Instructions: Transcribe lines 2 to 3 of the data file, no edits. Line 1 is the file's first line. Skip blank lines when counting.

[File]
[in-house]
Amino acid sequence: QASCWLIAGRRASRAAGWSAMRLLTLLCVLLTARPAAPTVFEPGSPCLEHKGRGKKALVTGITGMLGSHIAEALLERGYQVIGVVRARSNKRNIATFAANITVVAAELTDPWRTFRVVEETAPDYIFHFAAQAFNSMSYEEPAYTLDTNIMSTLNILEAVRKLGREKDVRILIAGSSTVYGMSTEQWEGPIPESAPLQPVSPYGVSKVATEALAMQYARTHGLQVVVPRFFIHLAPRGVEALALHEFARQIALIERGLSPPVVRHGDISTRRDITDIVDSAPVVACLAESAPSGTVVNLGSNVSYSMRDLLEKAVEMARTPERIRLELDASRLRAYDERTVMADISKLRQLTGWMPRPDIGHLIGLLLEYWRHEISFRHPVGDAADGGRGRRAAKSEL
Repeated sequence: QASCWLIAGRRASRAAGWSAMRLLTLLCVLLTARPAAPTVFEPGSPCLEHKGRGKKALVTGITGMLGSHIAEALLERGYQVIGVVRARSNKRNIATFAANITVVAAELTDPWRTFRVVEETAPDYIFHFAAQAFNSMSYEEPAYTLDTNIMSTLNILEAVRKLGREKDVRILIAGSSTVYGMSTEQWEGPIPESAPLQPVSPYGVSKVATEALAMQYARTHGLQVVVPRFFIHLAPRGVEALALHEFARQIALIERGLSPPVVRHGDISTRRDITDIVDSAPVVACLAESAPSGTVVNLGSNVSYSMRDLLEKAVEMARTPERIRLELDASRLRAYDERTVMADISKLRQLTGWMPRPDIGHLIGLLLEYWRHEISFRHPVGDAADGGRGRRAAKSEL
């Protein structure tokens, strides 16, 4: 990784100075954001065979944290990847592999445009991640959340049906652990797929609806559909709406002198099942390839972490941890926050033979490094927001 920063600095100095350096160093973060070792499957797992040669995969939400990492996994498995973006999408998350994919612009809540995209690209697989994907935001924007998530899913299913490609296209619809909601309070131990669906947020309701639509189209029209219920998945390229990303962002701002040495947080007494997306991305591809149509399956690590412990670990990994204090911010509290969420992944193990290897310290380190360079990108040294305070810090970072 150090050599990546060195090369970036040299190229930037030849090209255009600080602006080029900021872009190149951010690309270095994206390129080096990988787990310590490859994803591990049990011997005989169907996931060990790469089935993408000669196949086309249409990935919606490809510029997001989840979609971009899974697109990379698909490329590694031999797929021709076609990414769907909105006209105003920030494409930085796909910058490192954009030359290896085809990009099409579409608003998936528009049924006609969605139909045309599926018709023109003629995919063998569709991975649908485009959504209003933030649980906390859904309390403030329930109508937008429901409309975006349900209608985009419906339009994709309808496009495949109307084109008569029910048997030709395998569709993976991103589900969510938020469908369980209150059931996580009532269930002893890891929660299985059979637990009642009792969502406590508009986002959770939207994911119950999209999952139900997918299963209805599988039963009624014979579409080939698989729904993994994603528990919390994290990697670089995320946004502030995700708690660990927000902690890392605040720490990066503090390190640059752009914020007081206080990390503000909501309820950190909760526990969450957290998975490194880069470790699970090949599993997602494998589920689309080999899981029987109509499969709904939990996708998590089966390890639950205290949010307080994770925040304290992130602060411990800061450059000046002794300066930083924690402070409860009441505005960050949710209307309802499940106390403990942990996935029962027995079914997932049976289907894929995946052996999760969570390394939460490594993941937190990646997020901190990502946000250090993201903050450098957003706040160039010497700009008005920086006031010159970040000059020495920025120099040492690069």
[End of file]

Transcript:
Amino acid sequence: QASCWLIAGRRASRAAGWSAMRLLTLLCVLLTARPAAPTVFEPGSPCLEHKGRGKKALVTGITGMLGSHIAEALLERGYQVIGVVRARSNKRNIATFAANITVVAAELTDPWRTFRVVEETAPDYIFHFAAQAFNSMSYEEPAYTLDTNIMSTLNILEAVRKLGREKDVRILIAGSSTVYGMSTEQWEGPIPESAPLQPVSPYGVSKVATEALAMQYARTHGLQVVVPRFFIHLAPRGVEALALHEFARQIALIERGLSPPVVRHGDISTRRDITDIVDSAPVVACLAESAPSGTVVNLGSNVSYSMRDLLEKAVEMARTPERIRLELDASRLRAYDERTVMADISKLRQLTGWMPRPDIGHLIGLLLEYWRHEISFRHPVGDAADGGRGRRAAKSEL
Repeated sequence: QASCWLIAGRRASRAAGWSAMRLLTLLCVLLTARPAAPTVFEPGSPCLEHKGRGKKALVTGITGMLGSHIAEALLERGYQVIGVVRARSNKRNIATFAANITVVAAELTDPWRTFRVVEETAPDYIFHFAAQAFNSMSYEEPAYTLDTNIMSTLNILEAVRKLGREKDVRILIAGSSTVYGMSTEQWEGPIPESAPLQPVSPYGVSKVATEALAMQYARTHGLQVVVPRFFIHLAPRGVEALALHEFARQIALIERGLSPPVVRHGDISTRRDITDIVDSAPVVACLAESAPSGTVVNLGSNVSYSMRDLLEKAVEMARTPERIRLELDASRLRAYDERTVMADISKLRQLTGWMPRPDIGHLIGLLLEYWRHEISFRHPVGDAADGGRGRRAAKSEL